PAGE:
Walking through the complex today while admiring the many visitors dressed in traditional clothing, one wouldn’t guess the place’s violent history.

We loved visiting the palace’s Secret Garden; sitting by the pond can easily transport you to a world without worries. The majestic mountain in the background adds to the serene atmosphere. Furthermore, if you are lucky to visit during the cherry blossom season, you will have the chance of taking great Instragrammable pictures.

If you enjoy military history, there is a changing of the guard ceremony; it happens several times a day, at pre-determined hours – you should time your visit accordingly.

But if you have the chance, nothing beats visiting Gyeongbok (and the other Seoul palaces and Buchan Hanok village) while dressed in traditional hanbok. Not only can you enter for free at Gyeongbok while wearing it, but you might be requested to pose for pictures by the local ladies. For some reason, Koreans love to take photos of foreigners dressed in traditional Korean clothing; I never felt like a superstar before this experience.

Admission Fees
Adults (ages 19-64): 3,000 won / Groups (10 people or more): 2,400 won
Children (ages 7-18): 1,500 won / Groups (10 people or more): 1,200 won

Free on the last Wednesday of the month and while wearing a hanbok.

Address: 161, Sajik-ro, Jongno-gu, Seoul


Gyeongbokgung Station (Seoul Subway Line 3) and Exit 5.
Anguk Station (Seoul Subway Line 3) and Exit 1.

Deoksugung Palace

Deoksugung Palace

Deoksugung Palace, also known as GyeongungungDeoksugung Palace, or Deoksu Palace, is one of my favorite palatial complexes built by Joseon in Seoul; maybe because we spent a pleasant afternoon on its grounds, wearing the hanboks, immersing ourselves in Korea’s rich history.

The blend of traditional Korean and European architecture makes it unique among the Joseon-era compounds.

In a bid to modernize the country, one of the last Joseon rulers installed electricity in Deoksugung in 1900 and erected a modern pavilion combining both Western and Korean elements, the Jaeonggwanheong. However, during the Japanese occupation, it was transformed into a cafeteria.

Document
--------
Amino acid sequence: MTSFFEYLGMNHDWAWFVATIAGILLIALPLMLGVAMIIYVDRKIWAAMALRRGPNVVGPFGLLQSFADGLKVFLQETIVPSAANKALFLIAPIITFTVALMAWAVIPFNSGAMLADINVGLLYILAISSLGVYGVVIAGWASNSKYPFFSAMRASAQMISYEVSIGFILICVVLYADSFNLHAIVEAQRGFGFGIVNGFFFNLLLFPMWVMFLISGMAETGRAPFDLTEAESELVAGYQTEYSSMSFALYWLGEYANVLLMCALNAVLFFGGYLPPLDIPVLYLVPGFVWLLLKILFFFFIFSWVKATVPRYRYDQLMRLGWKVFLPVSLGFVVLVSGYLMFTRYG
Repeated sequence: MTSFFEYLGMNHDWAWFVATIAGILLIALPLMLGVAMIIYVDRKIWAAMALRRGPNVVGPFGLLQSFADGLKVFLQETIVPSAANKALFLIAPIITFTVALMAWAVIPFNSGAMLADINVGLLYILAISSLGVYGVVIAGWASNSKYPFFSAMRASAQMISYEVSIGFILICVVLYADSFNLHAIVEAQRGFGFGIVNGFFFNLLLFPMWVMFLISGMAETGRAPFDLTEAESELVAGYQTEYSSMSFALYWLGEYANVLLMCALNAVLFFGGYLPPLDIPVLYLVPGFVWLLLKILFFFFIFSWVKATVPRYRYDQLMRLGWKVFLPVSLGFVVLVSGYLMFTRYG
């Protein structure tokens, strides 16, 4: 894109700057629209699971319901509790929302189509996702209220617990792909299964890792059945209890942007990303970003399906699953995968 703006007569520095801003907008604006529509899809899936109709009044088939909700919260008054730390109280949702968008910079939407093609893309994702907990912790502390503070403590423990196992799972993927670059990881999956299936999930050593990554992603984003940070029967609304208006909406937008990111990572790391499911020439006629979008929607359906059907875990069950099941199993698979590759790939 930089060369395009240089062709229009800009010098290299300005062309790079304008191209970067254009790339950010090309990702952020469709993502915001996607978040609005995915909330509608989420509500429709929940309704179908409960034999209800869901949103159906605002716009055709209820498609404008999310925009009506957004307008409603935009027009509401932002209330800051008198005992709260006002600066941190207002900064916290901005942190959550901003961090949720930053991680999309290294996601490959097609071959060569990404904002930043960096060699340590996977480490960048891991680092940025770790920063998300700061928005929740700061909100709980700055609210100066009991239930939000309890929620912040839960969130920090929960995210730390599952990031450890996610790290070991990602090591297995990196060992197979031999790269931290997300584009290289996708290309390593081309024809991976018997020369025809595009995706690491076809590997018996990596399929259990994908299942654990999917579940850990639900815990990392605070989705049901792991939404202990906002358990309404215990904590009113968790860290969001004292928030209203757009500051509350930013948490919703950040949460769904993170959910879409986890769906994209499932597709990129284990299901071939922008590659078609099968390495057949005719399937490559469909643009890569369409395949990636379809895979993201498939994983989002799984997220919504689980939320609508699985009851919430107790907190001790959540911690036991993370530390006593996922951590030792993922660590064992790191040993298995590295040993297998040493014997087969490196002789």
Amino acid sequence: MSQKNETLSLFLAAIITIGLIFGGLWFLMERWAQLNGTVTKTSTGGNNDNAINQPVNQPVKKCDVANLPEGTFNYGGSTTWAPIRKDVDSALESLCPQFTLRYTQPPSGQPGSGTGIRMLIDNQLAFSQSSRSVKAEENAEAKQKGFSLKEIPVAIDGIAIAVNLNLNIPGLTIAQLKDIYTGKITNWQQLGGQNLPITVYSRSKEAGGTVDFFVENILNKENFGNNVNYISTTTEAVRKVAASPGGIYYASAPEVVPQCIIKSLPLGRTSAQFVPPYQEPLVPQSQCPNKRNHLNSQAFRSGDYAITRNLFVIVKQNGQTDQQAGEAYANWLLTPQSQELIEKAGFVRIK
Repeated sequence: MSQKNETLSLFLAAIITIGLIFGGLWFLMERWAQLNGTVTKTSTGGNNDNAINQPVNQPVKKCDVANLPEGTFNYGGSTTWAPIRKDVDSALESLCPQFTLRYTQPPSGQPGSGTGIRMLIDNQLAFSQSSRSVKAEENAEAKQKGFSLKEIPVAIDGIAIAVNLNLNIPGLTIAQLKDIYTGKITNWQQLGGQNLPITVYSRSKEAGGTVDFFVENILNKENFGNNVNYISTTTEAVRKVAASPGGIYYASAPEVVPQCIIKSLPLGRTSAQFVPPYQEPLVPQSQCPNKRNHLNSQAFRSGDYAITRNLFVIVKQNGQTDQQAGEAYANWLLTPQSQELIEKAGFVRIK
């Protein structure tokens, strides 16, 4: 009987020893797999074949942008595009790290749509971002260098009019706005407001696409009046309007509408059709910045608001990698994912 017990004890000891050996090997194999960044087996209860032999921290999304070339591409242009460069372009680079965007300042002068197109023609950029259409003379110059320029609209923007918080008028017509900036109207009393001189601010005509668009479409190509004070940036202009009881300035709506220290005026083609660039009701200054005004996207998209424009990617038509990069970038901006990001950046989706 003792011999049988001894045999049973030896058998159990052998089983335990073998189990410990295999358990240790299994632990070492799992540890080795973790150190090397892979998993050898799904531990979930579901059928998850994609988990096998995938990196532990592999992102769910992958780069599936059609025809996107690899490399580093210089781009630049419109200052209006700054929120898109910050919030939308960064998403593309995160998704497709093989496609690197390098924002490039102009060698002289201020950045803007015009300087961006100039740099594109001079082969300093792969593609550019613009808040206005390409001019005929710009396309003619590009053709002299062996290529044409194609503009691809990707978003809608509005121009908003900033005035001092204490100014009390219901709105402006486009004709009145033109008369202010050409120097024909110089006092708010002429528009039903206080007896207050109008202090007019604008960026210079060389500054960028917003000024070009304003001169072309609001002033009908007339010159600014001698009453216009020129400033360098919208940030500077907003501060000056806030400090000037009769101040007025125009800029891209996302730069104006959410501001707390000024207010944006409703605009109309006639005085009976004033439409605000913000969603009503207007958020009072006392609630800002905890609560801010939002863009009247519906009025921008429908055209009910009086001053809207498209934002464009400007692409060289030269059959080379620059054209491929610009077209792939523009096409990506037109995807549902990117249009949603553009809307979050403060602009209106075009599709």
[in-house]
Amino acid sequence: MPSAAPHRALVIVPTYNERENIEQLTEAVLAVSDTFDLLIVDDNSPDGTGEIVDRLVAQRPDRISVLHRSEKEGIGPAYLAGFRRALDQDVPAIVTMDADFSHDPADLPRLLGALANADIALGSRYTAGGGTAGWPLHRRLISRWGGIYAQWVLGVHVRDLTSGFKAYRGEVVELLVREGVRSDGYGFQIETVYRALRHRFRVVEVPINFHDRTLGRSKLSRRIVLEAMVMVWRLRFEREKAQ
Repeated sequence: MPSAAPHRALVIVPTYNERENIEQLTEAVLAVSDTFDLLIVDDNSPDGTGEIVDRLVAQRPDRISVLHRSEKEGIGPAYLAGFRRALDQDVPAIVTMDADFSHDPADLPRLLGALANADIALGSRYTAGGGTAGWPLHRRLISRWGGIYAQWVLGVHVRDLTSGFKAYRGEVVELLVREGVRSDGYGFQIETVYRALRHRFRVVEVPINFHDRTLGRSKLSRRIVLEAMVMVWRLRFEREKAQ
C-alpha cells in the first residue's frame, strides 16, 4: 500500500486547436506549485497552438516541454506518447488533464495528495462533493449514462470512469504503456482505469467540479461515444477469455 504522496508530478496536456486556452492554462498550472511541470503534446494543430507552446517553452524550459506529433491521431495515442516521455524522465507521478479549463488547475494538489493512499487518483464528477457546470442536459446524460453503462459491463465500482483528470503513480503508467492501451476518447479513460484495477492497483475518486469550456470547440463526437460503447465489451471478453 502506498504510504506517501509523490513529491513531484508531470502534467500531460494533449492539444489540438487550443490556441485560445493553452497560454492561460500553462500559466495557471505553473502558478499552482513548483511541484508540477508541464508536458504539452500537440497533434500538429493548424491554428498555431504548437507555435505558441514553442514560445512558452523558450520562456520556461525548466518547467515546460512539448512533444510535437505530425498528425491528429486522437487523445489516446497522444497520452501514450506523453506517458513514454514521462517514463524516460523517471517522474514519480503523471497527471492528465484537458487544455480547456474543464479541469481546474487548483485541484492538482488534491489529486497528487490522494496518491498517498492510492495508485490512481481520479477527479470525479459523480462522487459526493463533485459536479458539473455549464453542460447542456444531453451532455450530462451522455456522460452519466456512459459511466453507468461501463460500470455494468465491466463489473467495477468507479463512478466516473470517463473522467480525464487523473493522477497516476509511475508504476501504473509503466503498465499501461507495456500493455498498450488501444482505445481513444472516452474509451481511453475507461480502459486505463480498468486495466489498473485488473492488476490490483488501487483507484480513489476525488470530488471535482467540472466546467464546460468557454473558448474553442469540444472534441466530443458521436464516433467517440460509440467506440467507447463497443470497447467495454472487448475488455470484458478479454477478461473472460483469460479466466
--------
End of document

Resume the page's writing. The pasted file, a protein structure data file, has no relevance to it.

Moreover, a European-style, stone palatial building was commissioned, the Seokjojeon. The building was designed by the British architect John Reginald Harding in the Neo-Renaissance style. A typical European garden complements the Seokjojeon. Today, it houses the Korean Empire History Hall.

The Seokjojeon West Building is a later addition; it was opened in 1938 as the House of Yi Art Museum. It continues to serve as the National Museum of Modern and Contemporary Art.

A word of caution, though: it is said that any couple who walks the Deoksugung Stonewall walkway is fated to break up. You have been warned!

Entrance ticket fee: Adult: 1,000 won ; Children: 500 won

Address: 100-120  99 Sejong-daero, Jung-gu, Seoul

Subway: City Hall Station (subway line 1) exit 2

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Jogyesa Temple

Jogyesa is the chief temple of the Jogye Order of Korean Buddhism.

The Jogye Order is the representative order of traditional Korean Seon Buddhism. Its roots are over 1200 years old when the Latter Silla Master Doui brought Seon from China (‘Seon’ is what we call ‘Zen’ in the West).

The Buddhist Orders were persecuted during the Joseon period. Instead, the new rulers favored Neo-Confucianism as the basis of their society; its strong influences still permeate modern Korean culture, although most religious South Koreans are Christians. According to government statistics from 2015, almost half of the population is irreligious, nearly 30% are Christian, 22% are Buddhists, and less than 1% are Confucianists. You’ll surely notice the numerous churches once you arrive in Seoul.